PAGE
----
Commuting and Taxes: Theory, Empirics and Welfare Implications

David R. Agrawal, William H. Hoyt

Research output: Contribution to journalArticlepeer-review

11 Scopus citations

Abstract

We examine the effect of interstate differences in income taxes on commuting times. Our theoretical model introduces a border into a model of an urban area and shows that differences in average tax rates distort commuting patterns, but the sign of the effect depends on whether taxes are residence-based or employment-based. Empirically, tax differentials have a large effect on commuting times for affluent households and mobile households. We show that commuting times are a sufficient statistic to measure the spatial welfare effects of tax policy. The model and empirical design can be used by economists to study other policy differences.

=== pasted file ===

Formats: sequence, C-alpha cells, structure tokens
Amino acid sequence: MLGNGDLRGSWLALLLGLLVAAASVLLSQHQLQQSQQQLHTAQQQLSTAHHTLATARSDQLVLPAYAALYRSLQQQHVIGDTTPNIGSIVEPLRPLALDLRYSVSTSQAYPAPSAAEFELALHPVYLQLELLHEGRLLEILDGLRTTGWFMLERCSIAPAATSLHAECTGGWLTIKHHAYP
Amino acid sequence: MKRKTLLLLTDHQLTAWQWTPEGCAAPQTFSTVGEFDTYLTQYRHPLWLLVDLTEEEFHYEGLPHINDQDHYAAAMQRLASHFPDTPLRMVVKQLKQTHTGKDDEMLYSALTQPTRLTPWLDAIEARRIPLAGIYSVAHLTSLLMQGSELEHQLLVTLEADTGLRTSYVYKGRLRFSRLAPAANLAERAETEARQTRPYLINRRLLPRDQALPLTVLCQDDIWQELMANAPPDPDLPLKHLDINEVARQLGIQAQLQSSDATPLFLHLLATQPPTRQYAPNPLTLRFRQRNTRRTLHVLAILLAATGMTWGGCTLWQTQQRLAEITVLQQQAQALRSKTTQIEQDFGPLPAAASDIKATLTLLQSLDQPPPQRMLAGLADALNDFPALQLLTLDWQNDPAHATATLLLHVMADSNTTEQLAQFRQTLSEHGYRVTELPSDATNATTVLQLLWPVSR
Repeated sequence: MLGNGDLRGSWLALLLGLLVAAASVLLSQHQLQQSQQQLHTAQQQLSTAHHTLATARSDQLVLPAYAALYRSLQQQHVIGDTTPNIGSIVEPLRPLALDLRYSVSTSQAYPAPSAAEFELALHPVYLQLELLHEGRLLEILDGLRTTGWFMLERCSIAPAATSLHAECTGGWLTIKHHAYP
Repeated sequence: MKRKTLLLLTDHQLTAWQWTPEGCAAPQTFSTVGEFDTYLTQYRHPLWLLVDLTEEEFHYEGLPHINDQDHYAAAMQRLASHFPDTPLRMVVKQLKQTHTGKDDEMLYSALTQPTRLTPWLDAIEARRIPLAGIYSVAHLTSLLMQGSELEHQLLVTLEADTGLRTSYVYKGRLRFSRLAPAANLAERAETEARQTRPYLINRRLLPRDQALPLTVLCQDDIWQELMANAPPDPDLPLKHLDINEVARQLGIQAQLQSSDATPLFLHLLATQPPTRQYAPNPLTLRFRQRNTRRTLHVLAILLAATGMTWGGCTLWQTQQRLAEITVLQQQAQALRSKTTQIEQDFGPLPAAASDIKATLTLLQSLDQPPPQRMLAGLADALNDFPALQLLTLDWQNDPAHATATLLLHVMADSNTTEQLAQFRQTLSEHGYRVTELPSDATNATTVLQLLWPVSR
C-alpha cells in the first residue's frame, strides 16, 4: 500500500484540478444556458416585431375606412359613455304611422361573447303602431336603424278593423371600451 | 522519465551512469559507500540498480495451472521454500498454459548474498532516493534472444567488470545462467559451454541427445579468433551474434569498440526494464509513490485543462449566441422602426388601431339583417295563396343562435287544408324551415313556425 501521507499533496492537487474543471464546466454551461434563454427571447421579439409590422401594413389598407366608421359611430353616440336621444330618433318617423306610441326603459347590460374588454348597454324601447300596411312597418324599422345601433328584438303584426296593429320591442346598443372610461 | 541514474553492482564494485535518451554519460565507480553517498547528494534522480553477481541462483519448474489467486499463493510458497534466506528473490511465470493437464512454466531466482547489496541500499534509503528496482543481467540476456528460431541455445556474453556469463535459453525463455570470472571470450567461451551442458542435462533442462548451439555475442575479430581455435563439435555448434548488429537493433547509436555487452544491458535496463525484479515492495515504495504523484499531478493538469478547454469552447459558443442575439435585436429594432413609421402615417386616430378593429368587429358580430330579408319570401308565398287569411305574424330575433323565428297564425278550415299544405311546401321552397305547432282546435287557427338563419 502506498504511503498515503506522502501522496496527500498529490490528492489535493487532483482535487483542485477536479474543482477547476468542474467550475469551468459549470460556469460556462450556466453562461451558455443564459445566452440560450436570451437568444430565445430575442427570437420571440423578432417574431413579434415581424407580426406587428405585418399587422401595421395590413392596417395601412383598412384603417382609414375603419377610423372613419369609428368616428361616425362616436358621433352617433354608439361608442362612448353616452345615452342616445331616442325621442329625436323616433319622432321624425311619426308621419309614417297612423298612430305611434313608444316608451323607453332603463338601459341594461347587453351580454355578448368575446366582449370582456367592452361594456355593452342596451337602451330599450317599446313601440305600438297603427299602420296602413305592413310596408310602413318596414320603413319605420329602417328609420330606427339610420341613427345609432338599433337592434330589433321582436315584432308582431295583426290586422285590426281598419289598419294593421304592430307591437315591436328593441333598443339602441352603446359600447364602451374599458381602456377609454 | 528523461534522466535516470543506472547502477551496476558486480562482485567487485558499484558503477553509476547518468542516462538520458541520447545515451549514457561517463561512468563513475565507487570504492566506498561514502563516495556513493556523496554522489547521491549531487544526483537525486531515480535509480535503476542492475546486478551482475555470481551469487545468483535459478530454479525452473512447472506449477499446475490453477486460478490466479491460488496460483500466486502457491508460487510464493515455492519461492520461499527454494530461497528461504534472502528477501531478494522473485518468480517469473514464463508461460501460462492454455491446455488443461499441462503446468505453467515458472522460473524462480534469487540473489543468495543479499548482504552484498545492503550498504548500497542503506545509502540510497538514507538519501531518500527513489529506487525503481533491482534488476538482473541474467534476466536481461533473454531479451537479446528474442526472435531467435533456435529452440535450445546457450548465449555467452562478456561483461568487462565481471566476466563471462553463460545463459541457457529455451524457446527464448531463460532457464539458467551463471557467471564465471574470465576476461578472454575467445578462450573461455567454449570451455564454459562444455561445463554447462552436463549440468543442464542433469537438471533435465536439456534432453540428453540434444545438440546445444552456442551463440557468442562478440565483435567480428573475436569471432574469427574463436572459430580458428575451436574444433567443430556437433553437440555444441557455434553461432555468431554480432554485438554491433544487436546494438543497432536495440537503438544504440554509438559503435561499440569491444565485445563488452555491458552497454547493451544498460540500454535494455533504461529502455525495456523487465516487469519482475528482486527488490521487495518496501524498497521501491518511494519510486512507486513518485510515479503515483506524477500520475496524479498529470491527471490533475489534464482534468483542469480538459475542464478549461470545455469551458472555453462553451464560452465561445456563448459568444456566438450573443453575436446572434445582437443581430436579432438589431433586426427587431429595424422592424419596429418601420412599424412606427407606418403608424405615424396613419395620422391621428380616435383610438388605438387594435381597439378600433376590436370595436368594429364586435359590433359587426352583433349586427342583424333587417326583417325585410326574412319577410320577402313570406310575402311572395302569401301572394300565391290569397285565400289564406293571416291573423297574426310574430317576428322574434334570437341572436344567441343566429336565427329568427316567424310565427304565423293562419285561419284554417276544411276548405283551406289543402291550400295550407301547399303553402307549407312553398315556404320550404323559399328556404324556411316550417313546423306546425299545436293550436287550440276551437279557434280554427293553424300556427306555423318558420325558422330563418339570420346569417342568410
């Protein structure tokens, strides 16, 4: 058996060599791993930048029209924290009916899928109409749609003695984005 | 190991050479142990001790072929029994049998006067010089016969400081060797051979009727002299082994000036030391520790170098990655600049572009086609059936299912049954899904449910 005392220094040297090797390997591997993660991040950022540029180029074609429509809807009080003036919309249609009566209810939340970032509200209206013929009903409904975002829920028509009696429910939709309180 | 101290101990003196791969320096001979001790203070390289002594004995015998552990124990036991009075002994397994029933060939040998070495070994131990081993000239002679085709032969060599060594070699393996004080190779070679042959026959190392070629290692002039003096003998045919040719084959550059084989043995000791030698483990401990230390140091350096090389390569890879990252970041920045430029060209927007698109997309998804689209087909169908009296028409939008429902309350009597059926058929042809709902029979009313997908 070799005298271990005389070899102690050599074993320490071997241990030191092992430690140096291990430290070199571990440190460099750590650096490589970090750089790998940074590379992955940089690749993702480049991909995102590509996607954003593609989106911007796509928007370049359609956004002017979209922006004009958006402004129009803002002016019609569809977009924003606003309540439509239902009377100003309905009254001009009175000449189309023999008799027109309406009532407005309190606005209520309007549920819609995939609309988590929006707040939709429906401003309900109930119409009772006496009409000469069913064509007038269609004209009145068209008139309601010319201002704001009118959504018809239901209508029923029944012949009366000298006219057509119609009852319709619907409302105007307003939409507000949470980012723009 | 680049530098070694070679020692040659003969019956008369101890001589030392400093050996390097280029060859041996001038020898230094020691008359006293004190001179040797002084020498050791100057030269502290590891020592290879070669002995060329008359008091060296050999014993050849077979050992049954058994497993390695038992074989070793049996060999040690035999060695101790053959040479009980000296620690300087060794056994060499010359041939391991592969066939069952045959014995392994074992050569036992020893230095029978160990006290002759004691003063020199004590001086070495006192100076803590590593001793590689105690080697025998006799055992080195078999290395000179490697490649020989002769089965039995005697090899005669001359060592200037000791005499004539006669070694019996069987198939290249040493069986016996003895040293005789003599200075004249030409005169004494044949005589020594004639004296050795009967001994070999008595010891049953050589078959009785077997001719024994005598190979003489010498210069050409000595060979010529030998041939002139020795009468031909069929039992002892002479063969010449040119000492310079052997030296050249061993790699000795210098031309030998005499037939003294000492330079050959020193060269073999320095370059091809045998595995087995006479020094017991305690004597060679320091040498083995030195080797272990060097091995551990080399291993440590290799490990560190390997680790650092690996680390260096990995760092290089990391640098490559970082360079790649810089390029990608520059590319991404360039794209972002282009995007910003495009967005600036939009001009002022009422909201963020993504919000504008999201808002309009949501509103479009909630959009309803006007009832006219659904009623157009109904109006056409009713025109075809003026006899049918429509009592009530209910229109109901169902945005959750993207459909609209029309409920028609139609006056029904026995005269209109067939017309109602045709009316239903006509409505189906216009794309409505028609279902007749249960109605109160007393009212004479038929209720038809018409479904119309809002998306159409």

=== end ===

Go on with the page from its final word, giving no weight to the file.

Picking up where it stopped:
Original languageEnglish
Pages (from-to)2969-3007
Number of pages39
JournalEconomic Journal
Volume128
Issue number616
DOIs
StatePublished - Dec 2018

Bibliographical note

Publisher Copyright:
© 2017 Royal Economic Society

ASJC Scopus subject areas

  • Economics and Econometrics

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